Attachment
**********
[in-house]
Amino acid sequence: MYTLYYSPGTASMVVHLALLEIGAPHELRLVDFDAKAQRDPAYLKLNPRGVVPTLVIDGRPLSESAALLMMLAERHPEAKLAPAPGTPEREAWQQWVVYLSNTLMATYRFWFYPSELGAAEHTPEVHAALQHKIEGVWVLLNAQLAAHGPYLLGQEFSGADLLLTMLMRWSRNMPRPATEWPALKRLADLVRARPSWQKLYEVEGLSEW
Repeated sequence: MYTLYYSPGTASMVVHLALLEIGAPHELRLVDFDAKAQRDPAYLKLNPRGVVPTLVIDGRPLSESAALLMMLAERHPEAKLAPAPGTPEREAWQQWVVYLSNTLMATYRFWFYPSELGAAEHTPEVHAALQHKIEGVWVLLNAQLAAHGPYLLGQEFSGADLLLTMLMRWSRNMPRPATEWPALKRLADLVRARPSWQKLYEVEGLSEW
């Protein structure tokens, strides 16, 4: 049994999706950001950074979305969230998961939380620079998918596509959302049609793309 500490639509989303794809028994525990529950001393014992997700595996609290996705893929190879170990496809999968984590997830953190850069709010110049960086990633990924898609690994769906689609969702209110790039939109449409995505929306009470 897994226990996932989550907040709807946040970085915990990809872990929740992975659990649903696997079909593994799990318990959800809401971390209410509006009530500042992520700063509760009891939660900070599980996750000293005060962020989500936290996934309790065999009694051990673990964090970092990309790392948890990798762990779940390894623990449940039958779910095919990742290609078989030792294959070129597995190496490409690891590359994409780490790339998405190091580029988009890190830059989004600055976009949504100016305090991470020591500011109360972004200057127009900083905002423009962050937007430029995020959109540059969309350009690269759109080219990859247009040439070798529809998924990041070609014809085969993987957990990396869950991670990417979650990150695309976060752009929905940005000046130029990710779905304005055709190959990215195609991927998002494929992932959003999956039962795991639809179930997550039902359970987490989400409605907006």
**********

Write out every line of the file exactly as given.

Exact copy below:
[in-house]
Amino acid sequence: MYTLYYSPGTASMVVHLALLEIGAPHELRLVDFDAKAQRDPAYLKLNPRGVVPTLVIDGRPLSESAALLMMLAERHPEAKLAPAPGTPEREAWQQWVVYLSNTLMATYRFWFYPSELGAAEHTPEVHAALQHKIEGVWVLLNAQLAAHGPYLLGQEFSGADLLLTMLMRWSRNMPRPATEWPALKRLADLVRARPSWQKLYEVEGLSEW
Repeated sequence: MYTLYYSPGTASMVVHLALLEIGAPHELRLVDFDAKAQRDPAYLKLNPRGVVPTLVIDGRPLSESAALLMMLAERHPEAKLAPAPGTPEREAWQQWVVYLSNTLMATYRFWFYPSELGAAEHTPEVHAALQHKIEGVWVLLNAQLAAHGPYLLGQEFSGADLLLTMLMRWSRNMPRPATEWPALKRLADLVRARPSWQKLYEVEGLSEW
């Protein structure tokens, strides 16, 4: 049994999706950001950074979305969230998961939380620079998918596509959302049609793309 500490639509989303794809028994525990529950001393014992997700595996609290996705893929190879170990496809999968984590997830953190850069709010110049960086990633990924898609690994769906689609969702209110790039939109449409995505929306009470 897994226990996932989550907040709807946040970085915990990809872990929740992975659990649903696997079909593994799990318990959800809401971390209410509006009530500042992520700063509760009891939660900070599980996750000293005060962020989500936290996934309790065999009694051990673990964090970092990309790392948890990798762990779940390894623990449940039958779910095919990742290609078989030792294959070129597995190496490409690891590359994409780490790339998405190091580029988009890190830059989004600055976009949504100016305090991470020591500011109360972004200057127009900083905002423009962050937007430029995020959109540059969309350009690269759109080219990859247009040439070798529809998924990041070609014809085969993987957990990396869950991670990417979650990150695309976060752009929905940005000046130029990710779905304005055709190959990215195609991927998002494929992932959003999956039962795991639809179930997550039902359970987490989400409605907006």